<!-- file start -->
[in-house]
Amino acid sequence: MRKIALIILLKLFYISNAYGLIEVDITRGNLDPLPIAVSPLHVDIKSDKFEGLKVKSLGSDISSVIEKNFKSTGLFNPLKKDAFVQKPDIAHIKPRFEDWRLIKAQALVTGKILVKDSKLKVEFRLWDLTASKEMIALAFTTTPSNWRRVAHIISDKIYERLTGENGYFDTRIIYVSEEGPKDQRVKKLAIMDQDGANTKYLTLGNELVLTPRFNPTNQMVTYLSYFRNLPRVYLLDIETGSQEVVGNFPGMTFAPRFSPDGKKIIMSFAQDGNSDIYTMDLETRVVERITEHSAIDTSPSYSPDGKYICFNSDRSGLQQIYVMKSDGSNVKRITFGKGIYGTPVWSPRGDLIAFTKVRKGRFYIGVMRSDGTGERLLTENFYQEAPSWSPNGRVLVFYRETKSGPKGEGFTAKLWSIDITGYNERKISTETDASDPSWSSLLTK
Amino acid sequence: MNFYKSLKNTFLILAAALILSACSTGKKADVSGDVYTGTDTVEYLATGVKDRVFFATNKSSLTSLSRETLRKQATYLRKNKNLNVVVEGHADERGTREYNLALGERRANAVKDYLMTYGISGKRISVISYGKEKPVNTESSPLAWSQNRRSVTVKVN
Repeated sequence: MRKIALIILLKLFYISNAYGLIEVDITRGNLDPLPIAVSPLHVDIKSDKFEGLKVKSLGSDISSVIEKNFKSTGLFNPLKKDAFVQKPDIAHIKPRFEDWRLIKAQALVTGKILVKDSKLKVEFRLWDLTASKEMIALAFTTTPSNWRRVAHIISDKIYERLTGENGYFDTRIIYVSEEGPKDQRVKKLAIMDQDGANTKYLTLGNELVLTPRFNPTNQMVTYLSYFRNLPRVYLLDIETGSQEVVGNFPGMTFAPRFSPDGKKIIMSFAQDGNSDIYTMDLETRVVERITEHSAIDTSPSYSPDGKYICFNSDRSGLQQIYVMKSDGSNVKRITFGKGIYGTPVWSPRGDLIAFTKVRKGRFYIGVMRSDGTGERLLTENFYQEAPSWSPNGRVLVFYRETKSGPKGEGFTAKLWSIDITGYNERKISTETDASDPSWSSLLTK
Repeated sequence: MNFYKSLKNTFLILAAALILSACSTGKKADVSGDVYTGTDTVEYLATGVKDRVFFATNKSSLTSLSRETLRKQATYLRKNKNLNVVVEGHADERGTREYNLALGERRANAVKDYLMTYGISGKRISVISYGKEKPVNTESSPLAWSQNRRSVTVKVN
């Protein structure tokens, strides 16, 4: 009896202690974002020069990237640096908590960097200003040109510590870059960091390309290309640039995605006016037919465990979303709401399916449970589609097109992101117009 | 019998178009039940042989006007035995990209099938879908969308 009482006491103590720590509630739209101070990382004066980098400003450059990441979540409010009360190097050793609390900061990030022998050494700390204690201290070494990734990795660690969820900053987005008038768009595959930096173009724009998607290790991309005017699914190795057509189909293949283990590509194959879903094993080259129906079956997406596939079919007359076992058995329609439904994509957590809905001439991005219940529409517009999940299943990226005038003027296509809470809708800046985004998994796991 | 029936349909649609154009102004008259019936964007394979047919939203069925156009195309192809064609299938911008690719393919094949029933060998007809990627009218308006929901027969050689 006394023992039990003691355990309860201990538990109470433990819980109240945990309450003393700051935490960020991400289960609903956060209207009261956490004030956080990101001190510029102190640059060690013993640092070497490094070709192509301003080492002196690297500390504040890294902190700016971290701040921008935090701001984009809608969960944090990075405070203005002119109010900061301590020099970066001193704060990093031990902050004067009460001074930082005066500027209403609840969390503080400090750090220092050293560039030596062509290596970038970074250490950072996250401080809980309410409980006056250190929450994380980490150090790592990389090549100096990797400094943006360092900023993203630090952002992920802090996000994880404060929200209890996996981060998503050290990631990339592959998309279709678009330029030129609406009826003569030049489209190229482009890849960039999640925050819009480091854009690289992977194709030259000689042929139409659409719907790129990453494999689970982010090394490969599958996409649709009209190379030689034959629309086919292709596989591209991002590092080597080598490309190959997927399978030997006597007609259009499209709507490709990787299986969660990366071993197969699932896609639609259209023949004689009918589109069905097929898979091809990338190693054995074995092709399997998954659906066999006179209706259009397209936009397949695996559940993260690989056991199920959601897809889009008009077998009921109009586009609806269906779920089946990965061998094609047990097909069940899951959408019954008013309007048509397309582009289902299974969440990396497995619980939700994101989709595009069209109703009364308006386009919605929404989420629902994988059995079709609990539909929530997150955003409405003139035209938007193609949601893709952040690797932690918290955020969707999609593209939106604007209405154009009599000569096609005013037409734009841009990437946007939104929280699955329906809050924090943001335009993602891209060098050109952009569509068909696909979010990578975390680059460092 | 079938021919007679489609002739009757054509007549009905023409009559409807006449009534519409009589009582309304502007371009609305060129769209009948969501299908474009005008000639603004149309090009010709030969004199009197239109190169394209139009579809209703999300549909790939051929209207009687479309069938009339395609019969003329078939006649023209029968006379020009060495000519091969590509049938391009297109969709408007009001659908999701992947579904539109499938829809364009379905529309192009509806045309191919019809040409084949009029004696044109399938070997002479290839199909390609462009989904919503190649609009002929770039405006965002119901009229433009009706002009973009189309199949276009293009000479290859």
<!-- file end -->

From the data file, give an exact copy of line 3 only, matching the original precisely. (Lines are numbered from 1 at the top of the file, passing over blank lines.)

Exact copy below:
Amino acid sequence: MNFYKSLKNTFLILAAALILSACSTGKKADVSGDVYTGTDTVEYLATGVKDRVFFATNKSSLTSLSRETLRKQATYLRKNKNLNVVVEGHADERGTREYNLALGERRANAVKDYLMTYGISGKRISVISYGKEKPVNTESSPLAWSQNRRSVTVKVN